Spectrum opened on April 3 1969. It was one of three exhibitions that signalled a sea change in the institutional approach to photography at the end of the 1960’s. Roy Strong, the redoubtable young director at the National Portrait Gallery set the ball rolling in 1968 with a wildly popular and theatrical designed Cecil Beaton retrospective. Henri Cartier-Bresson, also a retrospective, was shown at the Victoria and Albert Museum, concurrently with Spectrum. All three exhibitions positioned photography in a fine art framework.

Spectrum was the outlier. The series of lectures and films took that took place during the exhibition in the cinema and auditorium between 3 and 11 April situated it in a discursive context. Five discussions and two lectures were linked thematically to the exhibitions and twenty-five leading artists, photographers, historians, and academics were invited to open up ideas about photography’s commodity value, its history and its relationship with art, film and social change.

Kustow chaired the opening discussion, The Compulsiveness of Photography, introducing Ian Berry, a documentary photographer and member of Magnum, David Montgomery and Brian Duffy representing fashion and Terry Fincher, the press. Academic and feminist polemicist Juliet Mitchell responded to Woman, together with two social psychologists, presaging photography’s intersection with the cultural and political debates that were to inform the 1970s. American academic Van Deren Coke lectured on the many diverse histories of photography and painting and the Open University Professor Aaron Scharf chaired the discussion that followed.

The Spectrum Film Festival ran simultaneously, showing twenty-eight films, selected for their relationship with photography. A vocal and lively audience crammed into the discussions and lectures, and queues ran down the Mall towards Buckingham Palace. It was a compelling programme but who actually took part is almost impossible to ascertain. Bill Jay recalled ‘we had no idea that what we were doing was important. We had no sense of posterity then’.

The ICA was reckless with its archive. There are few records of Spectrum, attendance figures, financial records and hundreds of missing audiotapes. The ICA’s press release was limited and as an event Spectrum is long overlooked. The majority of key players who were shaping or going to shape the photography world in the 1970s were attributed a role in the event. But memory is capricious and the prevailing memories of Spectrum are its role as a nexus and the buzz of the opening.

Peter Turner, assistant editor of SLR magazine, described it as ‘...a major, major event, not just in my life, but also for many people I knew at the time. The director of Oxford’s Museum of Modern Art in Oxford, Barry Lane, recalls his Damascene moment. ‘I wasn't living in London then, I wasn't part of what was going on. The idea of photography is bound up in what you see. It was the sheer diversity of Spectrum ... I didn't realise it could be so radically different, one photographer's work from another, Enzo's from Don's. I felt as if I was part of something important ... It gave credibility to an underground activity’. Spectrum galvanised a younger generation of photographers, the ICA itself and Davies.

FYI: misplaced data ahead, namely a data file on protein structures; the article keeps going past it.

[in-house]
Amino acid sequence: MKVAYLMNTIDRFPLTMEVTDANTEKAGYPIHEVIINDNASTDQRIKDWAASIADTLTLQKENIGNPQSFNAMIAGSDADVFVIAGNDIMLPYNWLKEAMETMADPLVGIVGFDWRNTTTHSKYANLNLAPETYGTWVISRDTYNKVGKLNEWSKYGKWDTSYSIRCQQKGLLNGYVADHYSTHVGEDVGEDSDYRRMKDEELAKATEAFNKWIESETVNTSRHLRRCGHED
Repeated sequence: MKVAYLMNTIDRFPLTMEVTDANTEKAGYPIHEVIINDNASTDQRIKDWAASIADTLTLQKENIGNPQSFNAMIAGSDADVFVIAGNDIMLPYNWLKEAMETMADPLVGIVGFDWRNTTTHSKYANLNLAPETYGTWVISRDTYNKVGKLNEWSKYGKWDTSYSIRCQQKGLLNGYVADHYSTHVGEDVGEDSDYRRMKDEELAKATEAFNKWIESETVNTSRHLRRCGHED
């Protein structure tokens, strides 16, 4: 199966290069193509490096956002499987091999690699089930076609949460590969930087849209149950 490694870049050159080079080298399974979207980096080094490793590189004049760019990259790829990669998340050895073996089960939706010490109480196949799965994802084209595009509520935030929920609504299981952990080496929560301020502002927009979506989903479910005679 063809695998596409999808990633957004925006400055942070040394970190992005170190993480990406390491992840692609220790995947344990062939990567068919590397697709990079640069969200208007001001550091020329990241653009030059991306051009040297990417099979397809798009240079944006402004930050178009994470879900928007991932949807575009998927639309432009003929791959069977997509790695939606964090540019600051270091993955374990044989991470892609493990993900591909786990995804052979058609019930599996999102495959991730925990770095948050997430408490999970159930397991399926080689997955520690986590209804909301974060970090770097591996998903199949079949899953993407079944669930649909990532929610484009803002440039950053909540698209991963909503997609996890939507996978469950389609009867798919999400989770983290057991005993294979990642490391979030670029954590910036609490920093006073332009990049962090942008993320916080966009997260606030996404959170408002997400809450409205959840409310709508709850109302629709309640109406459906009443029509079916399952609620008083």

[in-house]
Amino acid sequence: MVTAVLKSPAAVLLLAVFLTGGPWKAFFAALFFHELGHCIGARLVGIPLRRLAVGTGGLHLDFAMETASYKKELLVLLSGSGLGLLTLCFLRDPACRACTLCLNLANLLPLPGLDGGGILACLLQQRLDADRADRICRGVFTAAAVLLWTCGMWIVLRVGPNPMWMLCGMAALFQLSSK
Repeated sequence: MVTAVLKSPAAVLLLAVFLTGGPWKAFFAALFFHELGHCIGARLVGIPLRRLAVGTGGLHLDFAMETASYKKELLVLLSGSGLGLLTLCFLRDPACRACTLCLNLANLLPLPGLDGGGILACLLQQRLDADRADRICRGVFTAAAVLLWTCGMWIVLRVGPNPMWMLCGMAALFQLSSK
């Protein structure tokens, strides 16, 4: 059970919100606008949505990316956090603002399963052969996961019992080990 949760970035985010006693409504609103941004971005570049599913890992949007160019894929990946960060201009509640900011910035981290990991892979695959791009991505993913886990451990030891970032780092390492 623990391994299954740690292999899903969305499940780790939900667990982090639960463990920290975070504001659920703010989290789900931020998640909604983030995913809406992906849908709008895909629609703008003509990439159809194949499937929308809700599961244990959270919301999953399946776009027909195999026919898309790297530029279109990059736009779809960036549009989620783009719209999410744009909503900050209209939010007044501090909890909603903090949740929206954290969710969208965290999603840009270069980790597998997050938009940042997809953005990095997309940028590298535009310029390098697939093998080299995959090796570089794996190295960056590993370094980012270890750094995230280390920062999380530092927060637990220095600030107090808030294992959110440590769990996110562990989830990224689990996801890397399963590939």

After Spectrum

The ICA was eager to capitalise on its newly recognised interest in photography and the Programme Group initiated plans for future exhibitions. Davies wrote a proposal drawing on Aaron Scharf’s book Art and Photography, confident that the ICA had enough clout to loan the necessary paintings. Reichardt continued her interest in the intersection between the arts and science with Unlikely Photography, an exhibition that would demonstrate ways in which perception could be affected by various photographic techniques. This dovetailed with the contemporary ICA thinking and interested Kustow. The critical success of her previous exhibitions weighed in her favour and Kustow asked her to develop the ambitious proposal (though in the end the exhibition would not materialise). Publicly Davies blamed the rejection of Art and Photography on divisions within the Institute, and although she privately understood, she was angry and resigned.

Davies left the ICA in the autumn of 1970 determined to found a dedicated gallery for photography and photographers. It was a bold and financially perilous decision, driven by anger. Importantly she recognised that Spectrum signified a new cultural position for photography and although she identified herself as an amateur in terms of the medium, she trusted her instinct for ‘political texture and timing’. At Spectrum she met a vital and passionate photography community with nowhere to meet, talk or exhibit in London and beyond. Her three years experience at the ICA played a critical role in her plans. She knew
the importance of a central location; she had observed the financial machinations of Arts Council policy at that time and experienced the exigencies a charity had to deal with. Recalling the queues that stretched down the Mall for the lectures, films and exhibitions she knew she had an audience. ‘Photography was simple compared with Minimalism’ she explained ‘and people liked it. Nobody was frightened.’

Contacts were myriad in the 1960s and at the ICA Davies had tapped into a huge and influential network. Lord Goodman wrote to Cecil Beaton and Tony Armstrong-Jones (later Lord Snowdon) on her behalf; Bill Brandt quietly slipped her £50*; and photographers, picture editors, journalists, editors, and Magnum, with its international reach, were all-important supporters. The indomitably Bill Jay advised her until they parted ways. With formidable energy, pizzazz and vital support from her husband, who agreed to re-mortgage their family home to fund The Photographers’ Gallery lease it opened on 14 January 1971, only three months after Davies left the ICA.

It was a remarkable feat, still applauded, and Davies was to become a key player in
the dissemination of photography in the 1970s, a fast-changing period for British photography.


By Anne Braybon

Anne Braybon has been an editorial art director, an independent consultant and photography commissioner for London’s National Portrait Gallery, and a creative director and curator for Arts Council national touring exhibition. She is old enough to remember Spectrum and many of those involved, as friends, interviewees and her photography tutor.